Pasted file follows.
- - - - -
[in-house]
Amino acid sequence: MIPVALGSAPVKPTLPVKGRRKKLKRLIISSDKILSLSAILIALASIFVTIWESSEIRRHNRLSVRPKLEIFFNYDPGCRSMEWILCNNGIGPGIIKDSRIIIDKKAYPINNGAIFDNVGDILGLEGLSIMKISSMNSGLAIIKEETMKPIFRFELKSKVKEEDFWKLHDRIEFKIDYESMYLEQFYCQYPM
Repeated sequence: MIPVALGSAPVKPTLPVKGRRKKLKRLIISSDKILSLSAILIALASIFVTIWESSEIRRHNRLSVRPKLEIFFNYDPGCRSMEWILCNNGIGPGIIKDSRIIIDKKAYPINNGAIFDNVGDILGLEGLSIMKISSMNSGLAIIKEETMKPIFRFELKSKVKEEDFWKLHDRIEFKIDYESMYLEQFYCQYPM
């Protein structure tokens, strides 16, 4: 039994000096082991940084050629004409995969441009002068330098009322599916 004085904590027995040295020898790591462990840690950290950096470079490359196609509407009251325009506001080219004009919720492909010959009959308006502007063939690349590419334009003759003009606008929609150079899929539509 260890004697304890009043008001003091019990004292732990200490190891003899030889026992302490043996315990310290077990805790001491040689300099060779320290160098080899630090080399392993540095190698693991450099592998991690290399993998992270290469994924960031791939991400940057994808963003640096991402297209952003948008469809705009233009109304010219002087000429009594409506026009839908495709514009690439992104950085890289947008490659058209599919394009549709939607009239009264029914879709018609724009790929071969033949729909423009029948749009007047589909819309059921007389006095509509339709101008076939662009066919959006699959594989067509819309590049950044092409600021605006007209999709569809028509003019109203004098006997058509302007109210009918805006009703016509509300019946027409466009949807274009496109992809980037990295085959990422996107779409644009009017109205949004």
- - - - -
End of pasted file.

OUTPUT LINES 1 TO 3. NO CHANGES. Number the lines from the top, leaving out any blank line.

[in-house]
Amino acid sequence: MIPVALGSAPVKPTLPVKGRRKKLKRLIISSDKILSLSAILIALASIFVTIWESSEIRRHNRLSVRPKLEIFFNYDPGCRSMEWILCNNGIGPGIIKDSRIIIDKKAYPINNGAIFDNVGDILGLEGLSIMKISSMNSGLAIIKEETMKPIFRFELKSKVKEEDFWKLHDRIEFKIDYESMYLEQFYCQYPM
Repeated sequence: MIPVALGSAPVKPTLPVKGRRKKLKRLIISSDKILSLSAILIALASIFVTIWESSEIRRHNRLSVRPKLEIFFNYDPGCRSMEWILCNNGIGPGIIKDSRIIIDKKAYPINNGAIFDNVGDILGLEGLSIMKISSMNSGLAIIKEETMKPIFRFELKSKVKEEDFWKLHDRIEFKIDYESMYLEQFYCQYPM